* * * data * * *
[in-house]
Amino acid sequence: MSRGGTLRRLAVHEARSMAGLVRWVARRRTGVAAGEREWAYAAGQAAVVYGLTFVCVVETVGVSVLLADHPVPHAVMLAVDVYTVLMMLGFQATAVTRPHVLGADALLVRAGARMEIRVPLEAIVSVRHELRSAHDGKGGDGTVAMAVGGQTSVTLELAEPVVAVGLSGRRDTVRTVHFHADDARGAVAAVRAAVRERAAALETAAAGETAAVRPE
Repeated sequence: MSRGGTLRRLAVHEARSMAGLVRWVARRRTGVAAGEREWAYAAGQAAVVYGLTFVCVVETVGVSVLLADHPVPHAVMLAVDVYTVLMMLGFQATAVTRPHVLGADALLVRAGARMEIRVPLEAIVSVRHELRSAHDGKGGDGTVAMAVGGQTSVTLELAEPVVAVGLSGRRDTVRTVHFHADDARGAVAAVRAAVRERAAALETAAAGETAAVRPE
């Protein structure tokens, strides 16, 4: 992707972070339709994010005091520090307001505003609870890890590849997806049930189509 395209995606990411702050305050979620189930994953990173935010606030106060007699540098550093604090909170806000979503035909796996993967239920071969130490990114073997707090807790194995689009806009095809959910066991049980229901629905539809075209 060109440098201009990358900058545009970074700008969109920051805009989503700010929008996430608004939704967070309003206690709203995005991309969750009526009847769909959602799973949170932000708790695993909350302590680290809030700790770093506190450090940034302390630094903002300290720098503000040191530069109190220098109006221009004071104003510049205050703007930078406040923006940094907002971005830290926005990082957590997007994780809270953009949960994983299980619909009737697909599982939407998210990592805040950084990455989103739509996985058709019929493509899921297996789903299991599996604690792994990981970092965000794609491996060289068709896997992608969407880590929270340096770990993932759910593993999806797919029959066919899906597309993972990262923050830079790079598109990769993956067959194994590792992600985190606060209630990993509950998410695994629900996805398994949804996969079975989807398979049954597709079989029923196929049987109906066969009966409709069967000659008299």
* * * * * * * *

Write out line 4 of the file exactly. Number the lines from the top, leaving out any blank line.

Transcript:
């Protein structure tokens, strides 16, 4: 992707972070339709994010005091520090307001505003609870890890590849997806049930189509 395209995606990411702050305050979620189930994953990173935010606030106060007699540098550093604090909170806000979503035909796996993967239920071969130490990114073997707090807790194995689009806009095809959910066991049980229901629905539809075209 060109440098201009990358900058545009970074700008969109920051805009989503700010929008996430608004939704967070309003206690709203995005991309969750009526009847769909959602799973949170932000708790695993909350302590680290809030700790770093506190450090940034302390630094903002300290720098503000040191530069109190220098109006221009004071104003510049205050703007930078406040923006940094907002971005830290926005990082957590997007994780809270953009949960994983299980619909009737697909599982939407998210990592805040950084990455989103739509996985058709019929493509899921297996789903299991599996604690792994990981970092965000794609491996060289068709896997992608969407880590929270340096770990993932759910593993999806797919029959066919899906597309993972990262923050830079790079598109990769993956067959194994590792992600985190606060209630990993509950998410695994629900996805398994949804996969079975989807398979049954597709079989029923196929049987109906066969009966409709069967000659008299």